Skip to 0 minutes and 15 secondsI'm Dr Rachel Platel, and I work at the Chemistry Department at Lancaster University as a lecturer.
Skip to 0 minutes and 41 secondsThink back to the 1800s, and try to imagine yourself as a scientist. What sort of safety measures do you think existed in those times? What scientific equipment would have been available to you? In this short video, we will be exploring the differences between how we do chemistry research in the 21st century compared to Sir Humphry Davy's time in the 1800s. One of the most striking differences is in health and safety regulations and the safeguarding of researchers working with hazardous materials.
Skip to 1 minute and 17 secondsThis laboratory was built in 2015 and is designed for use by researchers working in the area of synthetic chemistry. This area of chemistry is concerned with making and investigating the properties of new molecules, so we're actually working in a similar area to Davy. However, as Davy found when he experimented with breathing nitrous oxide, many of the chemicals encountered in chemistry research are inherently toxic to humans. In this lab there are a number of vented fume cupboards, and these have built-in extraction just like a cooker hood and mean that we can work with quite toxic substances but not be exposed to them.
Skip to 1 minute and 55 secondsThere is also a lot more known now about the toxicity of chemicals, and a system of hazard classification, shown here, and control measures has been developed to help researchers work safely with toxic substances, but without putting themselves or others at risk of exposure. One of the control measures is the use of Personal Protective Equipment, or PPE-- a lab coat, safety spectacles, and sometimes gloves.
Skip to 2 minutes and 23 secondsIn contrast, there was no legislation around scientific research in the 1800s, so Davy would have been able to work exactly as he wanted. In the 1800s, chemists had far less prior knowledge to base their research on than we have today. The behaviour of elements is dependent on their position in the periodic table, which was not published until 1869 by Mendeleev. Davy is credited with the discovery of nine elements, and his work pre-dates the periodic table as we know it today, so he was very much working in the dark. The chemistry he did was therefore of a far more fundamental nature than the chemistry we do nowadays.
Skip to 3 minutes and 6 secondsMany of the fundamental concepts that are central to the way we think about science and chemistry were only developed in the 1900s. In the 1800s, not much was known about the structure of atoms. They were thought to be solid spheres, like snooker balls or these tennis balls. And ideas about quantum chemistry and physics, on which modern science is based, were still a long way off. There are many differences between the scientific equipment at our disposal here and the instruments that Davy would have used. As chemists, we probe the nature of chemical bonds and compounds and thus understand and rationalise their behaviour. For instance, this infrared spectrometer tells us what bonds are present in a molecule by analysing their vibrations.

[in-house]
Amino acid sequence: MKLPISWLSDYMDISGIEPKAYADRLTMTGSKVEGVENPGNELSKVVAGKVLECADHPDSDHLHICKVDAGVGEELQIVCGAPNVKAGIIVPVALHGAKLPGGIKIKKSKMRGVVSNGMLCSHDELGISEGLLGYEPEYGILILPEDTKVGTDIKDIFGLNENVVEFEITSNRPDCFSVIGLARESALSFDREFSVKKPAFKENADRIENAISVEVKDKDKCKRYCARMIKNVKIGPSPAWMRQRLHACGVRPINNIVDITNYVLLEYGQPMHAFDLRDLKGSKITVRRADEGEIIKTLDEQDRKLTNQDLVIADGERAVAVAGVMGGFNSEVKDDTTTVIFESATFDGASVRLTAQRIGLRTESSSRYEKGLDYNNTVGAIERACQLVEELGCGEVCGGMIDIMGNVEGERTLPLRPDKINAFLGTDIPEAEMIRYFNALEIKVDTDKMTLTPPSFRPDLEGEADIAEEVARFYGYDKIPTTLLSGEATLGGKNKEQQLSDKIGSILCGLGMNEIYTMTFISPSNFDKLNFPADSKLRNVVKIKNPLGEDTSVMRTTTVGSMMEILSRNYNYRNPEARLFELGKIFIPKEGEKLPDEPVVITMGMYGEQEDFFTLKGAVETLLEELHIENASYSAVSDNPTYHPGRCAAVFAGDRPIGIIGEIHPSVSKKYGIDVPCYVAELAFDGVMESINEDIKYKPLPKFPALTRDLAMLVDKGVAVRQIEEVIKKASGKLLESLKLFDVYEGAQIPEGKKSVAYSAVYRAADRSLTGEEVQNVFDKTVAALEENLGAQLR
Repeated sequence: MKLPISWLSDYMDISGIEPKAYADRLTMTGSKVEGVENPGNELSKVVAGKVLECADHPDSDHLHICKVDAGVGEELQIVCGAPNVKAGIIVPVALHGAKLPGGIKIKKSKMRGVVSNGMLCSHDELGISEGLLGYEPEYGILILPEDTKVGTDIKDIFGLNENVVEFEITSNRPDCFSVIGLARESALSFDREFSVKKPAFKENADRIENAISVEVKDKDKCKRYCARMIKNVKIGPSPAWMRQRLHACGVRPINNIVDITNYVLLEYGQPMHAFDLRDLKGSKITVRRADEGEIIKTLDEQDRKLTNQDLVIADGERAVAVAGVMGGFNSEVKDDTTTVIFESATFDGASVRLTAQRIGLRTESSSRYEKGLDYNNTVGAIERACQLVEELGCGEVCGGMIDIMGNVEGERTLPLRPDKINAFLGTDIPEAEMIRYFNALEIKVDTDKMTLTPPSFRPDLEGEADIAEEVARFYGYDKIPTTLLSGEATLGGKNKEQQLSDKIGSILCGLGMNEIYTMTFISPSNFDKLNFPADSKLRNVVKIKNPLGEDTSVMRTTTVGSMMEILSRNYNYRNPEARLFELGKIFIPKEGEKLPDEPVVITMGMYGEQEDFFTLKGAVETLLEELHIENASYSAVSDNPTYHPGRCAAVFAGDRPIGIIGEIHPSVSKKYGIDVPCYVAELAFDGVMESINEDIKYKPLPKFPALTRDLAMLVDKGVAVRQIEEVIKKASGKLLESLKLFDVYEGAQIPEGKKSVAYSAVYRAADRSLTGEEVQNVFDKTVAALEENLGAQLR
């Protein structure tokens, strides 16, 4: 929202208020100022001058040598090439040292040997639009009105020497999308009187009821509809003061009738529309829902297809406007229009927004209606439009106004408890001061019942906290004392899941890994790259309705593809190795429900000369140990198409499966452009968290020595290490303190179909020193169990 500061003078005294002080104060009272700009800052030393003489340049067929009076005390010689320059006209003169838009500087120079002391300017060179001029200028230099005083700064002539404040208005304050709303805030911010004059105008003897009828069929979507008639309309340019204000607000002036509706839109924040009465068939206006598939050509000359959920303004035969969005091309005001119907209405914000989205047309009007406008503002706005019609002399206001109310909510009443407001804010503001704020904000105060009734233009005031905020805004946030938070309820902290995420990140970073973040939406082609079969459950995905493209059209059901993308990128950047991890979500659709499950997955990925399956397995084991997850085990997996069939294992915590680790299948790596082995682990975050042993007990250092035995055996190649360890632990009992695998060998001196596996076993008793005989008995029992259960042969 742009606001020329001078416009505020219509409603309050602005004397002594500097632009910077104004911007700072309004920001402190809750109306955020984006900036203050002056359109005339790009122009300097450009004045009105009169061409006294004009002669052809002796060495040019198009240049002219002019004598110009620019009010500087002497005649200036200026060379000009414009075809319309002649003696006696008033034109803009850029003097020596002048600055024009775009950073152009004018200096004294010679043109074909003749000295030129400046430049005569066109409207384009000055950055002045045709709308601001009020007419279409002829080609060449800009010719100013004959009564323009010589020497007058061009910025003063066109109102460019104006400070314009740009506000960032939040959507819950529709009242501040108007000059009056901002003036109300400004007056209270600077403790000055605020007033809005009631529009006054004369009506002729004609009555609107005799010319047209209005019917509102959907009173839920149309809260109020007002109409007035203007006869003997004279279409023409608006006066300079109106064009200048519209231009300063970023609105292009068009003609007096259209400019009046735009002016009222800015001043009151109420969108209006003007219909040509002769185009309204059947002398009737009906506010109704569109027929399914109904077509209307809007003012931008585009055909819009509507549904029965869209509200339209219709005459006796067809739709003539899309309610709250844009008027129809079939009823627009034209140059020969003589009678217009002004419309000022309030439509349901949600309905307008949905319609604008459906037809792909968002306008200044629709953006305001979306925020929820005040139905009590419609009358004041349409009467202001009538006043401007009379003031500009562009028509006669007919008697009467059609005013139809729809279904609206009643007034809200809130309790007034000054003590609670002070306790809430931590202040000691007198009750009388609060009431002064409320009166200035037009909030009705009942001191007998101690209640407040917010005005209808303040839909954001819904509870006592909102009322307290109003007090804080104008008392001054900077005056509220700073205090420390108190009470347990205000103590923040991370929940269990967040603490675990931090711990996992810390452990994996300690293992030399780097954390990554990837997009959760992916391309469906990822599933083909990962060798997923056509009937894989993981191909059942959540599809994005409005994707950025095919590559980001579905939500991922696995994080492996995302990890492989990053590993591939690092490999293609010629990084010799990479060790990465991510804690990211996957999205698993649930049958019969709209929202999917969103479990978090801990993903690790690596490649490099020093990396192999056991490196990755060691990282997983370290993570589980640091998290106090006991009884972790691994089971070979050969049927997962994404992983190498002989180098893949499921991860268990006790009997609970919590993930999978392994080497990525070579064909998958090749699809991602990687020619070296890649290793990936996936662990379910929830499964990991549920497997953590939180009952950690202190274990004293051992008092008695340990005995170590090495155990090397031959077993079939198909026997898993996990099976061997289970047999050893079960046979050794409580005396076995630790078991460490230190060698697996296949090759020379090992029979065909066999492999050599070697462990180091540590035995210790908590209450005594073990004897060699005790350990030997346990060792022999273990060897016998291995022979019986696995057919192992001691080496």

Skip to 4 minutes and 0 secondsWe can often get the results in just seconds or minutes, whereas many of the techniques did not actually exist in the 1800s. Then, most materials were investigated through their behaviour with other things such as water and acids. New materials were routinely tasted to see if they had an acidic or a soapy taste. We also have access to equipment that allows us to work with highly reactive materials. This glove box is filled with nitrogen gas, which is inert, meaning we can easily handle materials that would spontaneously combust upon contact with atmospheric oxygen. Whilst we have explored some of the differences between chemistry research in the 1800s and today, it's interesting to reflect on what has not changed.
Skip to 4 minutes and 49 secondsDespite many technological advances that make electronic note-taking possible, still by far the most reliable method of recording progress in research is by hand using a physical laboratory notebook. This creates a permanent record of experiments done and their results, which can be made in real time in the lab and kept forever. Researchers in the 21st century are driven by their curiosity of all things chemical and the quest to make new discoveries and advances in the field of chemical science. It is this shared curiosity which links us to those earlier generations of researchers on whose shoulders we stand.
This is what we do today
Dr Rachel Platel from the Chemistry Department at Lancaster University shows you what it is like to work in a modern day chemical laboratory.
Now you‘ve seen all this, tell us what you think…
- What similarities are there between the chemistry practised in Davy’s time and now?
- What differences are there?
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